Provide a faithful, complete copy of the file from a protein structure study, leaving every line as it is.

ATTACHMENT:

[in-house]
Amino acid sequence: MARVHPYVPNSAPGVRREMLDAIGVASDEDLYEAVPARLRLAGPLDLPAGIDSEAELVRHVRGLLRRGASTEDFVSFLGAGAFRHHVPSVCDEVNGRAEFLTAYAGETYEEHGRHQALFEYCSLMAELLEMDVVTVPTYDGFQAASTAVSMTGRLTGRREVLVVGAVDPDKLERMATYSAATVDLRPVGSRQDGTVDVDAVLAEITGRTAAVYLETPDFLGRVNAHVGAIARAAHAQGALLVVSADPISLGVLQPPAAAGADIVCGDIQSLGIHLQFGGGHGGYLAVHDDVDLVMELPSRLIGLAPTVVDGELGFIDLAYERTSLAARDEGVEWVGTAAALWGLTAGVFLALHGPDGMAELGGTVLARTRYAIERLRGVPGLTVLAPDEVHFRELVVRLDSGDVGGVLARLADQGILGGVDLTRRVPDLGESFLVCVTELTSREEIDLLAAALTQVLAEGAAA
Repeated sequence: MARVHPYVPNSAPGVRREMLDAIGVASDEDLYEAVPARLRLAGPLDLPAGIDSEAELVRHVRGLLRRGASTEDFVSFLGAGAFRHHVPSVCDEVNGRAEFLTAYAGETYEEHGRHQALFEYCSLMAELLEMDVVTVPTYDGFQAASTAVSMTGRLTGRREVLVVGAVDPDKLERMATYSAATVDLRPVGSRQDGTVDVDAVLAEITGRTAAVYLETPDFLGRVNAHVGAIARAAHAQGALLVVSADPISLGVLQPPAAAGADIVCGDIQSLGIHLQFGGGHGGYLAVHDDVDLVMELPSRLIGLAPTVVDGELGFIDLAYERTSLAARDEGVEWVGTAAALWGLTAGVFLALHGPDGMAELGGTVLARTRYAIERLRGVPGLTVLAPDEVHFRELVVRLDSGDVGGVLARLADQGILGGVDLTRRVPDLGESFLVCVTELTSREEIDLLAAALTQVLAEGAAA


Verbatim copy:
[in-house]
Amino acid sequence: MARVHPYVPNSAPGVRREMLDAIGVASDEDLYEAVPARLRLAGPLDLPAGIDSEAELVRHVRGLLRRGASTEDFVSFLGAGAFRHHVPSVCDEVNGRAEFLTAYAGETYEEHGRHQALFEYCSLMAELLEMDVVTVPTYDGFQAASTAVSMTGRLTGRREVLVVGAVDPDKLERMATYSAATVDLRPVGSRQDGTVDVDAVLAEITGRTAAVYLETPDFLGRVNAHVGAIARAAHAQGALLVVSADPISLGVLQPPAAAGADIVCGDIQSLGIHLQFGGGHGGYLAVHDDVDLVMELPSRLIGLAPTVVDGELGFIDLAYERTSLAARDEGVEWVGTAAALWGLTAGVFLALHGPDGMAELGGTVLARTRYAIERLRGVPGLTVLAPDEVHFRELVVRLDSGDVGGVLARLADQGILGGVDLTRRVPDLGESFLVCVTELTSREEIDLLAAALTQVLAEGAAA
Repeated sequence: MARVHPYVPNSAPGVRREMLDAIGVASDEDLYEAVPARLRLAGPLDLPAGIDSEAELVRHVRGLLRRGASTEDFVSFLGAGAFRHHVPSVCDEVNGRAEFLTAYAGETYEEHGRHQALFEYCSLMAELLEMDVVTVPTYDGFQAASTAVSMTGRLTGRREVLVVGAVDPDKLERMATYSAATVDLRPVGSRQDGTVDVDAVLAEITGRTAAVYLETPDFLGRVNAHVGAIARAAHAQGALLVVSADPISLGVLQPPAAAGADIVCGDIQSLGIHLQFGGGHGGYLAVHDDVDLVMELPSRLIGLAPTVVDGELGFIDLAYERTSLAARDEGVEWVGTAAALWGLTAGVFLALHGPDGMAELGGTVLARTRYAIERLRGVPGLTVLAPDEVHFRELVVRLDSGDVGGVLARLADQGILGGVDLTRRVPDLGESFLVCVTELTSREEIDLLAAALTQVLAEGAAA